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Gabe Pierce/Unsplash

Those of us from certain cultural backgrounds will remember the joy of finding Easter eggs. When you’re an innocent little kid, you go out to the yard and dig up the chocolatey treats carefully hidden by the Easter Bunny. As we hit our teenage years we’re no longer fooled by the efforts of our well-meaning parents, but we still love chocolate.

When we’re young we are often asked, “What do you want to be when you grow up”? As a child that’s an easy question to answer — you rattle off the role models around you. The jobs that you…


Living With Difficult Family During the Pandemic

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Boogich/Getty Images

I live in a house divided, both in terms of political partisanship and in beliefs about the seriousness of the COVID-19 pandemic — though it seems these two things are becoming more and more inextricably linked.

I am not quite like the rest of my immediate family; my brother jokes that I was switched at birth. For starters, I am a Ph.D. student in Psychology, the first and only one in my immediate family to go to college, and, according to my brother, a “brainwashed” liberal to boot! …


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Pexels, Wikipedia/The Xylom Illustration

The other day, I talked to my parents on the phone.

It has been nearly a month since we last spoke. I have been too busy with experiments, classes, teaching, and brainstorming ideas for my thesis proposal. My parents asked me if I had already eaten dinner and whether or not I had gone grocery shopping. I tell them that, yes I had already eaten and that yes, I had gone grocery shopping. They asked me if I had been sleeping enough and whether or not I had recovered from my cold. I tell them that yes, I had been…


2020 might be a rough ride for most of us, but there’s always the small things to savor and grow from. Here are some of our favorite stories of the…


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Courtesy of Joy Ismail

On my 23rd birthday, I walked across a stage in a beautiful red robe to receive my Master’s diploma.


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Unsplash/The Xylom Illustration

This story is inspired by J. Drew Lanham’s “9 Rules for the Black Birdwatcher” on Orion Magazine. Alex Troutman assisted in the creation of the story.

1. Birds flock together for safety and community; Black female birders MUST do the same and for similar reasons. Not only does it greatly enhance the birding experience, being able to share notes and stories, but increased visibility and numbers never hurt when out and about, whether in the woods or in a residential area.

2. Form precedes function, or form follows function? Don’t let others tell you what’s “proper” attire. Do you think…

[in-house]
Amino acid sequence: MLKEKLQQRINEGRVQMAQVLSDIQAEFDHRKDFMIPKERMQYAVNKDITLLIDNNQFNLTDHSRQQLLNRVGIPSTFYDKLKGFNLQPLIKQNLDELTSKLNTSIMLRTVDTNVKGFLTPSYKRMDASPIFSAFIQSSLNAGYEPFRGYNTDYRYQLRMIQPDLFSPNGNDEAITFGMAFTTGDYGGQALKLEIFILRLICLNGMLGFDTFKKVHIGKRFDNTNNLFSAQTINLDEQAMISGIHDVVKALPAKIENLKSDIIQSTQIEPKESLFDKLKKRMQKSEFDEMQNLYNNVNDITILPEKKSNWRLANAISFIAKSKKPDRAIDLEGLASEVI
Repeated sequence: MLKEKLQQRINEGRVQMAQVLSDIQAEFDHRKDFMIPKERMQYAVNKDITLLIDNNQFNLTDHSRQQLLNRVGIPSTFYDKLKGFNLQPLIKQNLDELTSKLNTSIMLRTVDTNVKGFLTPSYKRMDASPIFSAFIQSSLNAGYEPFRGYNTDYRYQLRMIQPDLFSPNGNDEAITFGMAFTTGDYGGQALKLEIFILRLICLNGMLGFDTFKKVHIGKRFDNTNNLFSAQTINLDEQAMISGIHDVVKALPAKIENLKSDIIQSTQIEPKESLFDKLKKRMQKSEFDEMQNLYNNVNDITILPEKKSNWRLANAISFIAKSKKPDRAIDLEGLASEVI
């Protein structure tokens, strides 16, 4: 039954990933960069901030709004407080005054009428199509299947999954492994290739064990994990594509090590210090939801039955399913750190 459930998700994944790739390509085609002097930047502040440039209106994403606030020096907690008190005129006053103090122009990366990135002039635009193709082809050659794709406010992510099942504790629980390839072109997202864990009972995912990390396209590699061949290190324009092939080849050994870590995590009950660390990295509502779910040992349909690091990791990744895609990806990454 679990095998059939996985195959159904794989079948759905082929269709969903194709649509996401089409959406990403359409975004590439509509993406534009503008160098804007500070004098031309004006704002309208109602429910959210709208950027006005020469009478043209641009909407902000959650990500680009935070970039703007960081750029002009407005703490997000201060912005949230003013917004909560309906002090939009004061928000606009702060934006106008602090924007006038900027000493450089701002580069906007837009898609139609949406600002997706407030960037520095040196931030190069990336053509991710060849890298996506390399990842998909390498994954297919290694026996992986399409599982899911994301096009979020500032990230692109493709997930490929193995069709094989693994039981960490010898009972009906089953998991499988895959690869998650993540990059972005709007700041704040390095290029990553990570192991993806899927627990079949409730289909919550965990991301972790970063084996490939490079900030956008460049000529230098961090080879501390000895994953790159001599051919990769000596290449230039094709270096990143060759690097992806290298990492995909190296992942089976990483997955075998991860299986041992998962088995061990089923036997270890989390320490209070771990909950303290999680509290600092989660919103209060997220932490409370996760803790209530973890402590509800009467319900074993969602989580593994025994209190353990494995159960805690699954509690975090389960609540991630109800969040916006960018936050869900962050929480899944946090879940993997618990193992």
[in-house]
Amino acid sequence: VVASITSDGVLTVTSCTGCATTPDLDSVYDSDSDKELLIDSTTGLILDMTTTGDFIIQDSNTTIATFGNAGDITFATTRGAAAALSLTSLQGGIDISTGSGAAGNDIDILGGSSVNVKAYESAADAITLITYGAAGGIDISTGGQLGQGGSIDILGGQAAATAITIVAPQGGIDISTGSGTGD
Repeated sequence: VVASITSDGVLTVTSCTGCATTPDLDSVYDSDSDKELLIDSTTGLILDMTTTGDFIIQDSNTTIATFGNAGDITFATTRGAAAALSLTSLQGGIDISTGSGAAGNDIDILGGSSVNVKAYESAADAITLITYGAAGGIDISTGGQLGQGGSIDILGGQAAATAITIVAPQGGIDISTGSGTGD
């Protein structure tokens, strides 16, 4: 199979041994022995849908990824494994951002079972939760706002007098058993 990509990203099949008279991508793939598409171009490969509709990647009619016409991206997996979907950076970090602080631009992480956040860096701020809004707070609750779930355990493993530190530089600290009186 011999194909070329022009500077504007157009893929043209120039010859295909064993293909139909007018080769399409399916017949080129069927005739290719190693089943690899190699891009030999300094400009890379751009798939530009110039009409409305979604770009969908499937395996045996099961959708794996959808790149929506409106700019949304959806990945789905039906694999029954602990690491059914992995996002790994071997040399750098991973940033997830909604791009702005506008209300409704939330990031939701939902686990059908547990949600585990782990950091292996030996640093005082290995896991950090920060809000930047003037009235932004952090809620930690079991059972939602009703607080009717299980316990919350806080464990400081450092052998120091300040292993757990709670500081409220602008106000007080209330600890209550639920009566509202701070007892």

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Linh Anh Cat

This is an honest piece on how my cat, Sesame, brings happiness to three aspects of my life. I’ve removed the filter on expressing my love for my cat, the filter that I only remove in front of trusted cat friends.

For the record, I grew up not knowing that pets could be considered family members. Now, I spent the recent holiday weekend celebrating the first anniversary of my cat’s adoption. Three days of more love than she wanted to receive and as many treats as she wanted to eat. …


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Tahira Anwar

It was a dark, cold, and rainy morning when I flew out of Finland, the country that had been my home for ten long years. After living in the far north of the world, I decided to move back to Italy. I moved to Finland in August 2009 to pursue a Ph.D. in Biochemistry at the University of Helsinki. After obtaining a master’s degree in biological sciences, I thought that getting a Ph.D., and having an experience abroad was the physiological way to follow in order to become a scientist. …


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The Lady of the Mountain, that resembles a woman laying on her back. Mani grew up staring at this mountain and it was a tremendous source of psychological strength and salvation. (Mani Garcia)

This story has been donated to the New-York Historical Society’s History Responds initiative.

Growing up my father’s favorite nickname for me was “ni — er”, next only to Kunta Kinte. As the darkest person in our Puerto Rican nuclear family (on both sides) the dark color of my skin was under constant discussion, constant ridicule. While my father’s behavior was and still is very troubling to me, I have always loved the color of my skin. I accepted that I was Black at a very young age because the world told me that it was important to accept that I…


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Pierre BEST/Unsplash

“DDay is gone.” Those words reverberated in my mind, as I hurriedly walked the path back to my dorm. I made this same walk every day on my way back from the engineering school, but today was different. Instead of thinking about the future — my upcoming exams, a party the next weekend, or my summer job — I was fixated on the past. I remembered DDay’s face, the stories he told us about cycling and dancing, his punishment of ten push-ups for misbehaving in class, and his method for performing integration by parts. …

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All scientists are humans. Humans tell stories. The Xylom is the place for scientists to tell their stories.

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